Active Ingredients. - The active ingredients of gelsemium were first investigated by Wormley,1 who succeeded in isolating an alkaloid gelsemia which existed in combination with an acid termed by him gelseminic acid. He was led to these researches by a case of fatal poisoning from gelsemium that came under his notice.

Physiological Action. - This has been investigated by Bartho-low and others. According to Ott, gelsemia produces in man double vision, ptosis, want of co-ordination, disagreeable feeling in the head, great muscular relaxation, drooping of lower jaw, tongue stiff, sensation blunted, pupils dilated, respiration slow, irregular, pulse slow, surface cold and congested, unconsciousness, and death by asphyxia. Ringer and Murrel state that during the diplopia the images in the upper part of the field of vision appear at different heights, although actually in the same plane. Locally the drug contracts the pupil, while internally it contracts and dilates it, paralyzing the third pair. The drug affects the sixth nerve before the third, as the external rectus is the first muscle weakened. Taylor states that it increases the urine and reduces the pulse, respiration, and temperature. Tweedy states that it impairs the power of accommodation of the eye for near objects.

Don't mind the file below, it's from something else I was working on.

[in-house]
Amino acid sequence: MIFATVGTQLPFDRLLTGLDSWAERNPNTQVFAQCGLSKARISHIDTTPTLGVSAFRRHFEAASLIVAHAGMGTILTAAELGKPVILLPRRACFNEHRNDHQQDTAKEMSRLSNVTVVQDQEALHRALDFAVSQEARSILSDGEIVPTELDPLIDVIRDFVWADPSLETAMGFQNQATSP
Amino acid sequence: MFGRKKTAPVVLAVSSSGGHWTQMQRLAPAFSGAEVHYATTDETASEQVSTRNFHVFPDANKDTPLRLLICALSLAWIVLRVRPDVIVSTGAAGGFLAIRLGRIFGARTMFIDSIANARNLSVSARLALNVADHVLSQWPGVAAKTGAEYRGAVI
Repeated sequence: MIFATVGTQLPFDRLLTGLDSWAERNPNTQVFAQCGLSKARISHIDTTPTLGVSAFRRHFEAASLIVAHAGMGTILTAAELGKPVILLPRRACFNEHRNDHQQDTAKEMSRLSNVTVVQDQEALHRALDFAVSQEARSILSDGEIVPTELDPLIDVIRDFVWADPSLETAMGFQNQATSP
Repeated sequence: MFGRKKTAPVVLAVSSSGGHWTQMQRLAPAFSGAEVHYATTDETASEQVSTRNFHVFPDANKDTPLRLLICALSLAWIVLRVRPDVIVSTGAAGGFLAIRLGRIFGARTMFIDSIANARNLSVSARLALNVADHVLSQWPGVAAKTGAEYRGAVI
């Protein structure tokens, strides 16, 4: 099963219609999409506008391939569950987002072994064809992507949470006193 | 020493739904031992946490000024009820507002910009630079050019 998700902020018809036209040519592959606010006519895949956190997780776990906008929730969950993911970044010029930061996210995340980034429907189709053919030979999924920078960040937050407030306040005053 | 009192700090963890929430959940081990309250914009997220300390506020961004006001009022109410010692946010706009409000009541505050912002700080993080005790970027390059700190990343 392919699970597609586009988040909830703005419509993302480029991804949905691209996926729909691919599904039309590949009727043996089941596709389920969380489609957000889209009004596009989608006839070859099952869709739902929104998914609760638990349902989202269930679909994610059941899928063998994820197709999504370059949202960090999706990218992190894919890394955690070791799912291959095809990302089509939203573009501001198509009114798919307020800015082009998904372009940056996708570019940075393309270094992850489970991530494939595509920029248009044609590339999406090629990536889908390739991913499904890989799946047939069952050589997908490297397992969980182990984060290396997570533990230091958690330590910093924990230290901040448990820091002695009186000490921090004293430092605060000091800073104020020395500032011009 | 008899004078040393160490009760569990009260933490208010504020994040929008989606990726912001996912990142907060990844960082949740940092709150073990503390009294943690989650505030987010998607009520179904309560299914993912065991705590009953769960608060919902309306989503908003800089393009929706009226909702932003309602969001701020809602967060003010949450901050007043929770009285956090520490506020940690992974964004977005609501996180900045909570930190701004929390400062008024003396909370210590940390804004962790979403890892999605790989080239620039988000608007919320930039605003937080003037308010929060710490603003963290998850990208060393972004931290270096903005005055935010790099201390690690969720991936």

Therapeutic Action. - The precise sphere of the therapeutic action of gelsemium has not as yet been clearly defined. Its first and perhaps most frequent use has been the treatment of the bilious remittent fevers of the Southern States, its value in this connection having been accidentally discovered. The prostration produced by excessive doses has suggested its use in cases of cerebral excitement and spinal congestions, and led to its successful employment in delirium tremens, chorea, epilepsy, tetanus, and other disorders. It is also serviceable in the acute stage of an acute gonorrhoea, and in trigeminal neuralgia.

Preparations and Dose. - Extract. Gelsemii Fluidum, mj. xv. (.06. - 1). Fluid extracts of gelsemium vary in quality to a degree that makes it almost impossible to fix the dose in a given case with any accuracy, unless the extract employed has been carefully tested in advance. In the majority of cases it is best to commence with a small dose frequently repeated until the early physiological effects (diplopia, etc.) are developed. In neuralgia its effects appear to be specific, and in suitable cases small doses answer as well if not better than large ones.)

1 Amer. Jour, of Phar., Jan., 1870.